Comfortable and Furious

Network: A Look At A Classic

Network is certainly not the greatest movie ever made, and I would never argue that it achieves any lasting impact as a work of art. Its style is flat (like most television programs, appropriately enough), and you’ll hardly remember any of the visuals. Still, it remains my favorite films because I don’t believe a better script has ever been penned. Network is, of course, nothing but a series of monologues all either yelled, screamed, or bellowed — but the words themselves capture every dimension of the human experience, from the fear of death to the “corrupt comedy” of modern life.

Some have argued that despite the prescience of the film (it certainly predicts the rise of tabloid television), it is a dated curiosity that no longer holds any relevance. But more — much more — is at work here than a bombastic satire of the decay of television programming. At bottom, Network is the angry, uncompromising blast against the decline of the individual. In the face of corporate hegemony and the commodification of everything from abstract ideas (freedom, justice, rebellion) to human sexuality, the vibrant, vital, dangerous lone man in the wilderness is nearing extinction, if he hasn’t already met his end.

And while some have also snickered at the hyperbolic, almost operatic style of acting on display, I would put this cast against any other in film history. Peter Finch gets most of the attention (and won Best Actor), but my money is on the “lesser” characters, including William Holden, Ned Beatty, and Robert Duvall. And of course, Faye Dunaway burns most of her fellow cast members alive with the portrait of female ambition. Is it misogynistic to suggest that in order for a woman to become a corporate player she must reduce sex to a clinical act (when it performed at all), borrow, if not permanently adopt, a set of balls, and banish the mere hint of humanity unless it serves a higher, more “profitable” goal? Perhaps, but also true, my friends.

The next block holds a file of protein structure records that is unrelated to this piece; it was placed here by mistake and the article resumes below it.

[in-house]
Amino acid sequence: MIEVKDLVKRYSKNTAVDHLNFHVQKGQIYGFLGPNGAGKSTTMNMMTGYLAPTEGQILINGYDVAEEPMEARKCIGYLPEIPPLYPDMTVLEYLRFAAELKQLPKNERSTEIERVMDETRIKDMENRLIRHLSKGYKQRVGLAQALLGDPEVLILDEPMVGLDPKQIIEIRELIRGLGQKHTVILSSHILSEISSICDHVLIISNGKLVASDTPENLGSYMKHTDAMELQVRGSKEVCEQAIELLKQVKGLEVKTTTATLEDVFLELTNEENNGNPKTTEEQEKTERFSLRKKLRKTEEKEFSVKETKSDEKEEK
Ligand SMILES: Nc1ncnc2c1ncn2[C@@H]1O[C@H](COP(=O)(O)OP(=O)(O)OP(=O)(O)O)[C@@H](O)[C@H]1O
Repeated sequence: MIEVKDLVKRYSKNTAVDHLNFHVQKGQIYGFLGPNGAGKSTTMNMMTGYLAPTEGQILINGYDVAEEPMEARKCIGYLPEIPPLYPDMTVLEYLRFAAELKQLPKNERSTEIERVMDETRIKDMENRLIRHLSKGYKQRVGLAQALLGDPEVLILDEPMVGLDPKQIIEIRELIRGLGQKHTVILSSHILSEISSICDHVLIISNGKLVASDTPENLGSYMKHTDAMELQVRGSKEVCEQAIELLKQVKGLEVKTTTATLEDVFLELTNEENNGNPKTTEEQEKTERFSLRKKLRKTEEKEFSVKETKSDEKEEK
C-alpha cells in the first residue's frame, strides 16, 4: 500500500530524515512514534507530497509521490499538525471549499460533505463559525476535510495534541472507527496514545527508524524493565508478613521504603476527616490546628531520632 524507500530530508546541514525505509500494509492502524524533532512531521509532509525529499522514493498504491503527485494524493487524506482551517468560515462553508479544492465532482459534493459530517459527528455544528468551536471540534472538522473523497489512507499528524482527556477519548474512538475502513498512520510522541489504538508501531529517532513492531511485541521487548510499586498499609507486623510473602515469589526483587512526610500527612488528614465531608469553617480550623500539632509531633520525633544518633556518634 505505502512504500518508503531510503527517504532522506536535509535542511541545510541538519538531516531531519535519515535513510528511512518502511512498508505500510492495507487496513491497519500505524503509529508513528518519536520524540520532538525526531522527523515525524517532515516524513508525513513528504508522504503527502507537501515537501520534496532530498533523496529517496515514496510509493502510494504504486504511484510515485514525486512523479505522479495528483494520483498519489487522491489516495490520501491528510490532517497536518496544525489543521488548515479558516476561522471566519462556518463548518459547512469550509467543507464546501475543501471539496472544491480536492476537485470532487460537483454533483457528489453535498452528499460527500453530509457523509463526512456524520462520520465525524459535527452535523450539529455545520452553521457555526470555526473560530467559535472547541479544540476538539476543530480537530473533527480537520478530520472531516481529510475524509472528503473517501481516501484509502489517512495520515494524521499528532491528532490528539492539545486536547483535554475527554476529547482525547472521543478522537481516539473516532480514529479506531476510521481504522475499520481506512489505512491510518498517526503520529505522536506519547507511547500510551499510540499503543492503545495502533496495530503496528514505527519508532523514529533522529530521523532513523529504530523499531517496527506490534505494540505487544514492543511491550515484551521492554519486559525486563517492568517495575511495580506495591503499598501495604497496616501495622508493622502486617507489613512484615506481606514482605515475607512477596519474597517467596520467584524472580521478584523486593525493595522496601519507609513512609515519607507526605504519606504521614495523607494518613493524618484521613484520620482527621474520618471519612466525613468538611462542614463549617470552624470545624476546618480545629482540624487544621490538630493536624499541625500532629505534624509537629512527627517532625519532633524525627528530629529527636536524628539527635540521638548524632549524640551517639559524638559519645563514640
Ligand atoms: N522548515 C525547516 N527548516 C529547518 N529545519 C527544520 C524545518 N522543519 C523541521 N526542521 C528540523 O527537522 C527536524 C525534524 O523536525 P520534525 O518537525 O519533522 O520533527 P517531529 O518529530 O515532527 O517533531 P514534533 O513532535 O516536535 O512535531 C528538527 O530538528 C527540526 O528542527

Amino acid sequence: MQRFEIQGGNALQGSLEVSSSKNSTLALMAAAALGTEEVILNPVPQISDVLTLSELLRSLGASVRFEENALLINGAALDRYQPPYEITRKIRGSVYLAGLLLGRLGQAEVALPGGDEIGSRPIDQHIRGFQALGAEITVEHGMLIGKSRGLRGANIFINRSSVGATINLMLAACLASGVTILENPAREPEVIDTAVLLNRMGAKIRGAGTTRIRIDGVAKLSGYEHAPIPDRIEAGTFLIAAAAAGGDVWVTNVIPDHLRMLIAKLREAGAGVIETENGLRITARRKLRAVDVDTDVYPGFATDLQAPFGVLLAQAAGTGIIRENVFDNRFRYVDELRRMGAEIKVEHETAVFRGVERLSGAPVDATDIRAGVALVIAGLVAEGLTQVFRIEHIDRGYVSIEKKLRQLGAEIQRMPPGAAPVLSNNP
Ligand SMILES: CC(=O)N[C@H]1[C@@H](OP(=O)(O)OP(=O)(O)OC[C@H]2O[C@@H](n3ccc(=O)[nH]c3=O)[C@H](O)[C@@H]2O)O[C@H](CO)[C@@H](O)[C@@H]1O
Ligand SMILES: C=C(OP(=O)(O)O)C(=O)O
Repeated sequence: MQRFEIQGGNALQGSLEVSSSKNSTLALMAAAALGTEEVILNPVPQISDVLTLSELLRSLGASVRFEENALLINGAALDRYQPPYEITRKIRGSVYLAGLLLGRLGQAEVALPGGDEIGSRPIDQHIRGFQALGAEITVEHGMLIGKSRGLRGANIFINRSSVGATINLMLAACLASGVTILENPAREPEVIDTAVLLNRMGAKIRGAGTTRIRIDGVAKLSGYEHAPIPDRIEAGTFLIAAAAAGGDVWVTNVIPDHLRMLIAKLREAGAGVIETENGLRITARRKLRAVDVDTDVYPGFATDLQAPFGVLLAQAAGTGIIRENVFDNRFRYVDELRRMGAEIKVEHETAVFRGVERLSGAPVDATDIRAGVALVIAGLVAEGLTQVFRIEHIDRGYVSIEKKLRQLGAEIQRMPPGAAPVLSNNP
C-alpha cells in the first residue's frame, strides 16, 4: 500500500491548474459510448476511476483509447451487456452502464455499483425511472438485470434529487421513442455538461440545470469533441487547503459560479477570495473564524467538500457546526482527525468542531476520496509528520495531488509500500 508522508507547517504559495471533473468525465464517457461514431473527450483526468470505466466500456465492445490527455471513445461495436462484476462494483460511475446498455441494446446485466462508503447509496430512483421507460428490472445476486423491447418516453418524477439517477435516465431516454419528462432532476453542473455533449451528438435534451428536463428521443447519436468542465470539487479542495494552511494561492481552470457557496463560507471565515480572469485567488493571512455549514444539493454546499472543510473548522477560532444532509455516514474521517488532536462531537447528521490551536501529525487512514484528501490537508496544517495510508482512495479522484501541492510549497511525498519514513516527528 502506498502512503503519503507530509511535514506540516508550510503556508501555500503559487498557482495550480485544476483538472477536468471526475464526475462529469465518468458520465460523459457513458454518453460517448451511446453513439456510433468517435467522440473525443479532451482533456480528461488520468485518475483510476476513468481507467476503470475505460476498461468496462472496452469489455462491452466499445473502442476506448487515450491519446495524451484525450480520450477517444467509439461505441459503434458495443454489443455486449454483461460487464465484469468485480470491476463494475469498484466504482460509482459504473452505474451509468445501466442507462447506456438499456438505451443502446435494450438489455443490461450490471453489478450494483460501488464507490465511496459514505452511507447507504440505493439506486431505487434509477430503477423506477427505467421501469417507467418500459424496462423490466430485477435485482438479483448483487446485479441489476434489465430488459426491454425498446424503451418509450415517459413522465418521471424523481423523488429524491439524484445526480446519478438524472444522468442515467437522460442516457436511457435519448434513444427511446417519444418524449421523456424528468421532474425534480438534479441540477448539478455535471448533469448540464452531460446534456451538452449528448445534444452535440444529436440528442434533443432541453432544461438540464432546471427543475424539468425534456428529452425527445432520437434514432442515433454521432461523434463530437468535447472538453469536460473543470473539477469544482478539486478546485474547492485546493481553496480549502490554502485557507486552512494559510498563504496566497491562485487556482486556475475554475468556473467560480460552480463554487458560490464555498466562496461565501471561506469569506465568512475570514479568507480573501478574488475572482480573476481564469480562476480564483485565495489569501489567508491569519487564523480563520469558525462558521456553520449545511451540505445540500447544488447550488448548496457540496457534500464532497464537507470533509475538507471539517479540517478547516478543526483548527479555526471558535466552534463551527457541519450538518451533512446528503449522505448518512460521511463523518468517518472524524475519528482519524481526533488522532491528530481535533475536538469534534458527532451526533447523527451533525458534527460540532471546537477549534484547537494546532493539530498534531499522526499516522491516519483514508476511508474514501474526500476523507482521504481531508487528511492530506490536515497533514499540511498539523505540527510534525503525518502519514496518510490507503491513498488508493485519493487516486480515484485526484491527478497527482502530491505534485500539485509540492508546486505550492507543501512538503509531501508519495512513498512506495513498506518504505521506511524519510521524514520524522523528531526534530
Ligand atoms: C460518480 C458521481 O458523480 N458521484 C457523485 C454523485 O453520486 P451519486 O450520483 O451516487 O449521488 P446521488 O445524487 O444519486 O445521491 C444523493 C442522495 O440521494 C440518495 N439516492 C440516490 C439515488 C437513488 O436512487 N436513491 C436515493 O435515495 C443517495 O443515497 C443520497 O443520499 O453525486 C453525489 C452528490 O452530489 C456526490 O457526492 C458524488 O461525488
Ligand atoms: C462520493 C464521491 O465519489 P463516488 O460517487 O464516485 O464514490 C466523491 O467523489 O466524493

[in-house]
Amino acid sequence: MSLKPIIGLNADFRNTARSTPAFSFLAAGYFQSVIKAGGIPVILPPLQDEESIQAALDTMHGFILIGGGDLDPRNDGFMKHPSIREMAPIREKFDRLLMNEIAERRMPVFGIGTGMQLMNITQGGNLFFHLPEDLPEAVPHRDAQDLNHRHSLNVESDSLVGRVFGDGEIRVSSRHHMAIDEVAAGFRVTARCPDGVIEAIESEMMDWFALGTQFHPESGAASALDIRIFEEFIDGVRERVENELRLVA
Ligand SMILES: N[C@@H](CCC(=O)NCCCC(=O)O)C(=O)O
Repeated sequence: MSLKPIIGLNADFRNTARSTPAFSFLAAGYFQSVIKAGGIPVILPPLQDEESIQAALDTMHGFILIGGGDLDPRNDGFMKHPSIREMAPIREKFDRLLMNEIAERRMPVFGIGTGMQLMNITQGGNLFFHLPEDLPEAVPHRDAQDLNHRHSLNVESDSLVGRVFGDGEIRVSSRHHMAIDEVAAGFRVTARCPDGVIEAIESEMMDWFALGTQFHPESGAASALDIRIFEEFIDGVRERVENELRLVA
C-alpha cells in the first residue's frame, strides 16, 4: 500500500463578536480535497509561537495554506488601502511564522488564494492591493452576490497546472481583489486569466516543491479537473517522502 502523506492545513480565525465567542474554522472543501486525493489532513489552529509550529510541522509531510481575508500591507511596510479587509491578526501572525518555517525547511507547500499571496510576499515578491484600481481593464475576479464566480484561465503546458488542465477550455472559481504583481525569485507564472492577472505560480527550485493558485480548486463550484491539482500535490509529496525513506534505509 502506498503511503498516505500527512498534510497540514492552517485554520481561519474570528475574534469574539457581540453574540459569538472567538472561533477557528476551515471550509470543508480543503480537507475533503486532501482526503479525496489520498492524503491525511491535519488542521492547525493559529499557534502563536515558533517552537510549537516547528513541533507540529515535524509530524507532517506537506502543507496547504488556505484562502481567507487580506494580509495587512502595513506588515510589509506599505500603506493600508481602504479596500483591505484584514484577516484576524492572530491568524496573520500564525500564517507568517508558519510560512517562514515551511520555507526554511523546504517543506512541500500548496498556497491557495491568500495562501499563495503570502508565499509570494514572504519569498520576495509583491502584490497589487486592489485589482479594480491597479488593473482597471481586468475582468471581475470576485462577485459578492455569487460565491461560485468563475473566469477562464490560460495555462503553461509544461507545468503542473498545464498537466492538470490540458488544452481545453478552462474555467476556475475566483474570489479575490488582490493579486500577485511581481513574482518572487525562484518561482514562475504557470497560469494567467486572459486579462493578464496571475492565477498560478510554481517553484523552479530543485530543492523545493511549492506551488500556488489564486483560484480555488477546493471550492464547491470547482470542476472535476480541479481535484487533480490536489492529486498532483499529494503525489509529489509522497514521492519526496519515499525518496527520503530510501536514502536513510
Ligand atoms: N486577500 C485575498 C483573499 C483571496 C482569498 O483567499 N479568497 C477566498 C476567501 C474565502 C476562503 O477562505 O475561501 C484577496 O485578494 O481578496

If Dunaway’s Diana is anything, it is a 1970s version of Condi Rice — brilliant, focused, successful, while also lacking all interests unrelated to work and, frankly, a functioning vagina. And yes, we perfectly understand why Holden’s Max falls for such a woman, even though his own fierce intelligence can assess the inevitable doom. Network reveals the terrible secret about most men, in that they crave power and influence while simultaneously longing to be humiliated, brutalized, and reduced to tatters. If you don’t believe me, check the roster of those who are big S&M freaks. To a man, they are CEOs, Wall Street types, and baton-wielding cops. And the occasional critic for movie websites.

Screenwriter Paddy Chayefsky (The Hospital) shoots high, low, and with a manic intensity, which makes for a wild ride of pointed social commentary. He not only fears for mankind in a dehumanized age, but eviscerates American credulity, the decline of empire, cynical opportunism in the counterculture, youth posturing, and the very idea that we could ever inhabit a true democracy. “We no longer live a world of nations and ideologies,” Beatty’s terrifyingly real corporate chieftain shouts. “There is only ITT, AT&T, Dow, and Union Carbide; these are the nations of the world today.” His “the world is a business, Mr. Beale, and has been since man crawled out of the slime,” is the most depressing statement ever uttered in a film, largely because, despite our resisting such a notion, it is unavoidably, irrefutably true.